Ian Symes, on changing attitudes towards working mothers
Figures from the recent Mumsnet report looking at working mothers make for disappointing reading. According to the report six out of 10 women feel having children has had a negative effect on their career and nine out of 10 women agreed that there exists a ‘motherhood penalty’ which stalls women’s careers. It has been proved time and again that more diversity in a workforce equals better returns but studies like this one prove that companies are still dragging their feet when it comes to actually ensuring women are provided for in their working environments.
Progression towards breaking down these barriers for women has been painstakingly slow despite numerous organisations and industry bodies lobbying for real change and making an effort to help women feel empowered in their roles. We are now working in the Human Age where talent is the main factor to long term success, regardless of gender. At Right Management, we are passionate about creating a culture of proactive career management, particularly as this is now more than just an HR issue, it has become a real driver of business performance and businesses need to catch up.
More ‘real models’ to aspire to
We recently conducted research, ‘When Women Lead, Businesses Do Better’ to better understand what is holding women back in established organisations. It found that while today there is no shortage of female ‘role models’ at the top, from Arianna Huffington to Sheryl Sandberg, there does not appear to be the same representation amongst middle management. This means that when women reach a certain level of seniority, support and motivation can dry up. We believe that ensuring there are ‘real models’ in an organisation for women to relate to and share experiences with on a personal and professional level will help to eradicate the ‘motherhood penalty’.
These ‘real models’ should be identified at every level of the organisation to give women lots of opportunities to learn about the challenges they have overcome and the support they received to do so. This doesn’t mean that ‘role models’ should be forgotten about altogether. Ideally women need a mix of ‘role models’ to aspire to and ‘real models’ to relate to. Organisations that provide access to ‘real models’, particularly those who are interested in having brave, creative conversations about ambitions, goals and career development should quickly see the anxieties felt by women starting families improve.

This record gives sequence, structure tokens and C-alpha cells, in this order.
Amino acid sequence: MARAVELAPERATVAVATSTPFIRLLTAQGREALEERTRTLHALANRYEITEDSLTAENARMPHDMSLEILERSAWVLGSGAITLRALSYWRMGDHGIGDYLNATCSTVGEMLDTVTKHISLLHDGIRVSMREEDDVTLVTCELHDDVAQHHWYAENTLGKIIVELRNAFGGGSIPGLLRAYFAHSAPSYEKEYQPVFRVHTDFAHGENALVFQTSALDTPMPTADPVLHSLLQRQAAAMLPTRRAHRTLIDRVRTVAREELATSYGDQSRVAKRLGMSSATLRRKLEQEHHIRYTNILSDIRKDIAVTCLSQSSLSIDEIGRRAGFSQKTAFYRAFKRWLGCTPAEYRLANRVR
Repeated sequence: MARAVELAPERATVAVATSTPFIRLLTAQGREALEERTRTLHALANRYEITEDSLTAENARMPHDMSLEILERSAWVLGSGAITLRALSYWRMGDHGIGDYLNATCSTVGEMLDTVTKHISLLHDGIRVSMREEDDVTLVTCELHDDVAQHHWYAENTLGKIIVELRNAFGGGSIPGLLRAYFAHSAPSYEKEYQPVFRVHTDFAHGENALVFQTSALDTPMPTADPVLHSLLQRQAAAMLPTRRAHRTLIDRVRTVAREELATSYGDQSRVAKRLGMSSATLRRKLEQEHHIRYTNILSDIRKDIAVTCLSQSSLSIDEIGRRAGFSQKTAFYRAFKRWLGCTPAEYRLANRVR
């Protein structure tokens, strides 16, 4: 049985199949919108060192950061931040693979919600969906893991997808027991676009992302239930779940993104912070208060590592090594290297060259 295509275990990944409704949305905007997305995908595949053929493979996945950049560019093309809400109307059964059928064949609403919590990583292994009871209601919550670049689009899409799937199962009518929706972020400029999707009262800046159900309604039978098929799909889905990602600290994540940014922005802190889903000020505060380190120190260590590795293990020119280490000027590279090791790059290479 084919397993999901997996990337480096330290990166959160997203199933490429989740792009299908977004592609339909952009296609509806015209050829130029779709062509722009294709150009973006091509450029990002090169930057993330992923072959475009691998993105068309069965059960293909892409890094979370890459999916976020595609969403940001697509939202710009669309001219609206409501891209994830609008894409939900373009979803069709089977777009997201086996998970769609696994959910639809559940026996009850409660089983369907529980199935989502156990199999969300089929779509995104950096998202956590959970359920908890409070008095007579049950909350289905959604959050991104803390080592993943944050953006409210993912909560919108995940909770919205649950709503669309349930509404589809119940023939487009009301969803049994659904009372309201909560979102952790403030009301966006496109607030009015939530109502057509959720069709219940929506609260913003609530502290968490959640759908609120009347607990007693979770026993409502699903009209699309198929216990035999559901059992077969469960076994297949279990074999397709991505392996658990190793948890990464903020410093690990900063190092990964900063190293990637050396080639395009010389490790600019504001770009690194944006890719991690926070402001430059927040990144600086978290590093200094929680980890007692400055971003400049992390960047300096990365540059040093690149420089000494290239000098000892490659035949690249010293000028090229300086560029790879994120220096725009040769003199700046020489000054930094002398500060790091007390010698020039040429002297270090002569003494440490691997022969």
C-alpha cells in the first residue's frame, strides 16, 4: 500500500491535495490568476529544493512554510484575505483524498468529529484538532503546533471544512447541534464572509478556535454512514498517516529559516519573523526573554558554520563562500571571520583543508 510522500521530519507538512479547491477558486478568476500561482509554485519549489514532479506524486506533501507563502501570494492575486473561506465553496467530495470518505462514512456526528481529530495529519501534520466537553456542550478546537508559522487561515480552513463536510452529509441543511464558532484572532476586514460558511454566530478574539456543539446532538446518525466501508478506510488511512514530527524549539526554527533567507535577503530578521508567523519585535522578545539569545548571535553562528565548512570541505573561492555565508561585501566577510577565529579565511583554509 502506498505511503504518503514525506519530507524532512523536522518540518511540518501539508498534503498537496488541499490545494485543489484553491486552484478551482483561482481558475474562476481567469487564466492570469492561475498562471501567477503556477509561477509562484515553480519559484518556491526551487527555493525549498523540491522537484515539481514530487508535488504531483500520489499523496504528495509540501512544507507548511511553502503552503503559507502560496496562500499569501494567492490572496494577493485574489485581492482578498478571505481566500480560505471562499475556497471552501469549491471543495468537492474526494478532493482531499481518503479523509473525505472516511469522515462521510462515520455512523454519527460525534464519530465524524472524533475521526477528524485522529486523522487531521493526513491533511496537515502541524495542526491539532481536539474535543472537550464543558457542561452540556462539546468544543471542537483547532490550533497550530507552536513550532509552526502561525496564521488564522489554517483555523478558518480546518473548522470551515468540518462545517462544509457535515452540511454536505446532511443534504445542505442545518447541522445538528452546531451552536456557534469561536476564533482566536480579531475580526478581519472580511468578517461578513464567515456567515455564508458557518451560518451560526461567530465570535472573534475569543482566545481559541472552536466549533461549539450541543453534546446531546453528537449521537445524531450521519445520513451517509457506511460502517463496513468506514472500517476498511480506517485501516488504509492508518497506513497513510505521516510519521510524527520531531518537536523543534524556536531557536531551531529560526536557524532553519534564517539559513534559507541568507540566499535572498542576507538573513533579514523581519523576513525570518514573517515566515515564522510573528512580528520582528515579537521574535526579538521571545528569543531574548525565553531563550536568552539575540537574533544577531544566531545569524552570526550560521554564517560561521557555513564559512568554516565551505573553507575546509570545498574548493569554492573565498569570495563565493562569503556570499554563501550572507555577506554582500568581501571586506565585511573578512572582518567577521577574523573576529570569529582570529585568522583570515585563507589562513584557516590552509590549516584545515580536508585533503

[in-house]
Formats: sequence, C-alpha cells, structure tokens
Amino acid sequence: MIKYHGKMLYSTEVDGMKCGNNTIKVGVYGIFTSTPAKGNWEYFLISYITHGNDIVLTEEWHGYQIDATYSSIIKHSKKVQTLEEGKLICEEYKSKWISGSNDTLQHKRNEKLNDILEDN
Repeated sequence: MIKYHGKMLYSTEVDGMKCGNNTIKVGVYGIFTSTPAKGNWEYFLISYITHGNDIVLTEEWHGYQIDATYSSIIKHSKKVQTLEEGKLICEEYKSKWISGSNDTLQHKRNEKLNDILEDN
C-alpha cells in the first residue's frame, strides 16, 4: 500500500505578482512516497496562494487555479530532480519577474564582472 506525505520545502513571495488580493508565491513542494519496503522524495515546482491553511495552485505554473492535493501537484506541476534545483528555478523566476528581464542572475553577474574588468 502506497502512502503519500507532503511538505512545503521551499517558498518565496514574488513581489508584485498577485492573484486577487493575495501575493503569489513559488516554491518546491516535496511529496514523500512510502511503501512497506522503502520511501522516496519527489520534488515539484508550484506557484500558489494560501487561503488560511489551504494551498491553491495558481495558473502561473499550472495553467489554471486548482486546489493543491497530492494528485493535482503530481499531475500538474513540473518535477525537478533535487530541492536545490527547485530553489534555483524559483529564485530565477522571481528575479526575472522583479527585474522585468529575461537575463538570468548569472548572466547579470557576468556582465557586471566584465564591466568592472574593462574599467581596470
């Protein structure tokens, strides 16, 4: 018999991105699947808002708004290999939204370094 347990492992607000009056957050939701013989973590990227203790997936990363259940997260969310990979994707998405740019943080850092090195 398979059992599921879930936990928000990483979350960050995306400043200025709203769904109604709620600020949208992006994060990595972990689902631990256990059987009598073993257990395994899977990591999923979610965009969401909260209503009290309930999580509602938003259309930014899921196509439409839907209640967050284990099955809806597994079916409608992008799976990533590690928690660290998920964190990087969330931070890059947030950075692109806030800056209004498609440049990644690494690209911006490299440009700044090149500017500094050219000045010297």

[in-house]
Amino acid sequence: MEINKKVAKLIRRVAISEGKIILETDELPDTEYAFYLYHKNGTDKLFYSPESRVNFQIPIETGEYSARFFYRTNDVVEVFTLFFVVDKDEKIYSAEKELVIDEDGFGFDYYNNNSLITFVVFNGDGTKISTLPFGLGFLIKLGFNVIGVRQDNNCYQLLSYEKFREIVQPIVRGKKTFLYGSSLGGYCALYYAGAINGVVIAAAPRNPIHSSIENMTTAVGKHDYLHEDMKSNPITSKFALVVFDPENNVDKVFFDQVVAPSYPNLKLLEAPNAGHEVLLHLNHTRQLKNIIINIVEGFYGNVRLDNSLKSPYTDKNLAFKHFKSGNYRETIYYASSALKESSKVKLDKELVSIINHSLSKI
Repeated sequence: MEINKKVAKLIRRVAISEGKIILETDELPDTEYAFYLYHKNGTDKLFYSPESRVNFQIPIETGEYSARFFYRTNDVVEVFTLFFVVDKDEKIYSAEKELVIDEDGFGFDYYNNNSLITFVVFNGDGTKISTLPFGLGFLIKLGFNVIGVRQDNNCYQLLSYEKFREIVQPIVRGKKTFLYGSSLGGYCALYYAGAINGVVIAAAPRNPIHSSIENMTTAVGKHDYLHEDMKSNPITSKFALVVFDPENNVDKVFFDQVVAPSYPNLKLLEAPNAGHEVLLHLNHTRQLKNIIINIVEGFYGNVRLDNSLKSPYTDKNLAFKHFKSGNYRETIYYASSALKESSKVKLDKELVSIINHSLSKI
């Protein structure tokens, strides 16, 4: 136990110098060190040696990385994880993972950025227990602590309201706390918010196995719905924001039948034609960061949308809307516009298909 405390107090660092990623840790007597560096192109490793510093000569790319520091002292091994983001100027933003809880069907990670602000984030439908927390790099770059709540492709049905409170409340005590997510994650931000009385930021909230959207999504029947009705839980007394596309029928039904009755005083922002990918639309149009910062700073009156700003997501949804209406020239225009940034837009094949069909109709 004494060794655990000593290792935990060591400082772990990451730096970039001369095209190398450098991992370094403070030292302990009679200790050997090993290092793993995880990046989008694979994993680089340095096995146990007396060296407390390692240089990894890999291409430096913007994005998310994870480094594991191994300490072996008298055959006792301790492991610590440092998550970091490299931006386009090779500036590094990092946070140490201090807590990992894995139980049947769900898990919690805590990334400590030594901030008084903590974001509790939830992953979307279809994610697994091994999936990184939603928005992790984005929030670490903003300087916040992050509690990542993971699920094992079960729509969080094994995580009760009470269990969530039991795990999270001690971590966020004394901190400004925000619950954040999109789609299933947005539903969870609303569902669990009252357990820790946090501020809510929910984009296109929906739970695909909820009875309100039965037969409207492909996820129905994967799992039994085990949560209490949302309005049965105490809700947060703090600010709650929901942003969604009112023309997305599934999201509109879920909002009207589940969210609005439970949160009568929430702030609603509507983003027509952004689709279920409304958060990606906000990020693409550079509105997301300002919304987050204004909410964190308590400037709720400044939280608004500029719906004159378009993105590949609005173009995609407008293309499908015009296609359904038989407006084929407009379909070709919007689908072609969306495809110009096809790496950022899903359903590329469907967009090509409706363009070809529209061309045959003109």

Better support for balancing work and home life
It goes without saying that a flexible workplace will help women to work in ways and at times that suit them, where productivity is valued above ‘presenteeism.’ Most forward-thinking employers do have flexible working policies in place, but are failing to review them on a regular basis to check whether they are practical and applicable and whether there are any factors that could prevent them from being taken up. It is important to get it right as women with families are likely to be more productive if they are able to work reduced hours or work remotely, making them feel in charge of their careers and trusted. This, in turn, contributes to the engagement and motivation of workers.
Once again, women-owned business environments provide a great example of this. Technology and alternative ways of working are more common in these businesses, so flexibility has become the norm. Helpful in a number of ways, this flexibility also promotes the notion that staff should be measured by their performance outputs, not whether they are sat at their desks or not. Larger organisations should learn from this and look to implement the necessary flexibility and technology to help women balance work and home life.
Prevent barriers to career progression
Our findings, like those of Mumsnet’s, showed that attitudes towards working mothers desperately need to change. Many women recognise that having children will put pressures on their work life and career prospects, not to mention their families, as it is widely acknowledged that success in established organisations requires the sacrifice of many family responsibilities. One of our respondents went as far to say that there appears to still be a perception in the corporate world that “you have your kids or you have a career.” However, many women, understandably, just aren’t willing to make this sacrifice.
Many organisations are aware of these anxieties, but aren’t implementing the right practices to help women in such positions. This can leave female employees to feel as if the problem lies with them individually, but in the majority of cases this couldn’t be further from the truth. In fact, more often than not, it is the organisation itself that needs to change and introduce the necessary measures for women to talk through barriers and career development.
In particular, coaching can provide support for working mums, helping them to manage expectations and workloads, while also paying attention to their larger career plan. For women who may be returning from maternity leave, or another critical career point, it provides a confidential sounding board, which is invaluable if they feel unsupported in their work environment. We’ve heard from countless women who feel guilty and concerned about having to balance young children with work, but coaching helps remind them of their strengths and gave them clear direction in their roles.
If businesses are serious about change (and there are few who shouldn’t be, they need to start by making a real commitment to breaking with longstanding biases. There is no ‘quick-fix’ to breaking the barriers preventing women from achieving their full potential. The sooner we start having open and honest conversations around these barriers, the sooner we will be on the road to a better workplace for all employees, not just working mothers.